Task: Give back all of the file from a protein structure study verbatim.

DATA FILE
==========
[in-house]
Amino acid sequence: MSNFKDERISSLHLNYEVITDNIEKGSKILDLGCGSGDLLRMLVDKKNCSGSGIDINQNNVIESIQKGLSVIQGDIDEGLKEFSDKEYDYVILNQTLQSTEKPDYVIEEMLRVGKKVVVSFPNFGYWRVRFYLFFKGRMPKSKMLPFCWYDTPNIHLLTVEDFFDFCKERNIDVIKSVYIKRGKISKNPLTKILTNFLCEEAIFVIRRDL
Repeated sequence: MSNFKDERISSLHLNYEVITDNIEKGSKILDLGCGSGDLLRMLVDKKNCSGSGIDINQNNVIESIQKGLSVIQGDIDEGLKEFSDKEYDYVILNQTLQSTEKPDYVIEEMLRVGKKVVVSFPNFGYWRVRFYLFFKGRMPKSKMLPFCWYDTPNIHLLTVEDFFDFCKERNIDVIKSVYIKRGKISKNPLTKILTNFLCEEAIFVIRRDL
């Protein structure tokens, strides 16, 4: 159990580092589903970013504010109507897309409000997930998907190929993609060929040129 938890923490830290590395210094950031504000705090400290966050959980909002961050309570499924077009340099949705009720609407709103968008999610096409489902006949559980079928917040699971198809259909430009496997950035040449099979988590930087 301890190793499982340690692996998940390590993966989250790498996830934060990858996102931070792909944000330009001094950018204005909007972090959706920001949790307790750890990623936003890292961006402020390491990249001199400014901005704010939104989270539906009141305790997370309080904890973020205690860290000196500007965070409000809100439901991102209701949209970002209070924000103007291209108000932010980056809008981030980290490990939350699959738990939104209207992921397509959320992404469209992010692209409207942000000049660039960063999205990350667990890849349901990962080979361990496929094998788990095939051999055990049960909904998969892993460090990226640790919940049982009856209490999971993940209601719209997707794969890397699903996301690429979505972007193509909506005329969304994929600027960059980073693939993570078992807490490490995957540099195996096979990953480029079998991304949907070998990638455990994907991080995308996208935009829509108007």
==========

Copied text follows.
[in-house]
Amino acid sequence: MSNFKDERISSLHLNYEVITDNIEKGSKILDLGCGSGDLLRMLVDKKNCSGSGIDINQNNVIESIQKGLSVIQGDIDEGLKEFSDKEYDYVILNQTLQSTEKPDYVIEEMLRVGKKVVVSFPNFGYWRVRFYLFFKGRMPKSKMLPFCWYDTPNIHLLTVEDFFDFCKERNIDVIKSVYIKRGKISKNPLTKILTNFLCEEAIFVIRRDL
Repeated sequence: MSNFKDERISSLHLNYEVITDNIEKGSKILDLGCGSGDLLRMLVDKKNCSGSGIDINQNNVIESIQKGLSVIQGDIDEGLKEFSDKEYDYVILNQTLQSTEKPDYVIEEMLRVGKKVVVSFPNFGYWRVRFYLFFKGRMPKSKMLPFCWYDTPNIHLLTVEDFFDFCKERNIDVIKSVYIKRGKISKNPLTKILTNFLCEEAIFVIRRDL
């Protein structure tokens, strides 16, 4: 159990580092589903970013504010109507897309409000997930998907190929993609060929040129 938890923490830290590395210094950031504000705090400290966050959980909002961050309570499924077009340099949705009720609407709103968008999610096409489902006949559980079928917040699971198809259909430009496997950035040449099979988590930087 301890190793499982340690692996998940390590993966989250790498996830934060990858996102931070792909944000330009001094950018204005909007972090959706920001949790307790750890990623936003890292961006402020390491990249001199400014901005704010939104989270539906009141305790997370309080904890973020205690860290000196500007965070409000809100439901991102209701949209970002209070924000103007291209108000932010980056809008981030980290490990939350699959738990939104209207992921397509959320992404469209992010692209409207942000000049660039960063999205990350667990890849349901990962080979361990496929094998788990095939051999055990049960909904998969892993460090990226640790919940049982009856209490999971993940209601719209997707794969890397699903996301690429979505972007193509909506005329969304994929600027960059980073693939993570078992807490490490995957540099195996096979990953480029079998991304949907070998990638455990994907991080995308996208935009829509108007």